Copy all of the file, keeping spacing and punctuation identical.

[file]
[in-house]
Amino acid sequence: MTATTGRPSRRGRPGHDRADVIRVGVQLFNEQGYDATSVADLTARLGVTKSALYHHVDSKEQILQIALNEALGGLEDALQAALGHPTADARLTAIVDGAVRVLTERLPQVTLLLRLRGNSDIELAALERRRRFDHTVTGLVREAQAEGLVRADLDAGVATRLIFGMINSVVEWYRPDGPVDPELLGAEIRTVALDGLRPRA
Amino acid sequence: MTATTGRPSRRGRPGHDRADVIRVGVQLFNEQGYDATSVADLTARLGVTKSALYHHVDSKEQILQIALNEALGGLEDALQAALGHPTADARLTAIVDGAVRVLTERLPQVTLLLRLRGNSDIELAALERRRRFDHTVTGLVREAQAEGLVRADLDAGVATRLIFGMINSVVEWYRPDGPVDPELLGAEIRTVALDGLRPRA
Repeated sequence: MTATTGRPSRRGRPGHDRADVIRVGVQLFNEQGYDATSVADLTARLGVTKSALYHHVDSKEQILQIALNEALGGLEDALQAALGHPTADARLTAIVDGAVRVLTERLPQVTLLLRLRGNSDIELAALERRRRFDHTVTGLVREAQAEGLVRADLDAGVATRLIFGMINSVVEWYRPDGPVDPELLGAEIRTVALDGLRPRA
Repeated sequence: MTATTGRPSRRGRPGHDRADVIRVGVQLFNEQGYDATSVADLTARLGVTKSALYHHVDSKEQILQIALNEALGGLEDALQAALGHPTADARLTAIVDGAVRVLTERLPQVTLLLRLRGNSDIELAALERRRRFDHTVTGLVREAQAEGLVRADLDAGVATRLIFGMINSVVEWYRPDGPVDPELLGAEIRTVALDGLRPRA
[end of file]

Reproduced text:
[in-house]
Amino acid sequence: MTATTGRPSRRGRPGHDRADVIRVGVQLFNEQGYDATSVADLTARLGVTKSALYHHVDSKEQILQIALNEALGGLEDALQAALGHPTADARLTAIVDGAVRVLTERLPQVTLLLRLRGNSDIELAALERRRRFDHTVTGLVREAQAEGLVRADLDAGVATRLIFGMINSVVEWYRPDGPVDPELLGAEIRTVALDGLRPRA
Amino acid sequence: MTATTGRPSRRGRPGHDRADVIRVGVQLFNEQGYDATSVADLTARLGVTKSALYHHVDSKEQILQIALNEALGGLEDALQAALGHPTADARLTAIVDGAVRVLTERLPQVTLLLRLRGNSDIELAALERRRRFDHTVTGLVREAQAEGLVRADLDAGVATRLIFGMINSVVEWYRPDGPVDPELLGAEIRTVALDGLRPRA
Repeated sequence: MTATTGRPSRRGRPGHDRADVIRVGVQLFNEQGYDATSVADLTARLGVTKSALYHHVDSKEQILQIALNEALGGLEDALQAALGHPTADARLTAIVDGAVRVLTERLPQVTLLLRLRGNSDIELAALERRRRFDHTVTGLVREAQAEGLVRADLDAGVATRLIFGMINSVVEWYRPDGPVDPELLGAEIRTVALDGLRPRA
Repeated sequence: MTATTGRPSRRGRPGHDRADVIRVGVQLFNEQGYDATSVADLTARLGVTKSALYHHVDSKEQILQIALNEALGGLEDALQAALGHPTADARLTAIVDGAVRVLTERLPQVTLLLRLRGNSDIELAALERRRRFDHTVTGLVREAQAEGLVRADLDAGVATRLIFGMINSVVEWYRPDGPVDPELLGAEIRTVALDGLRPRA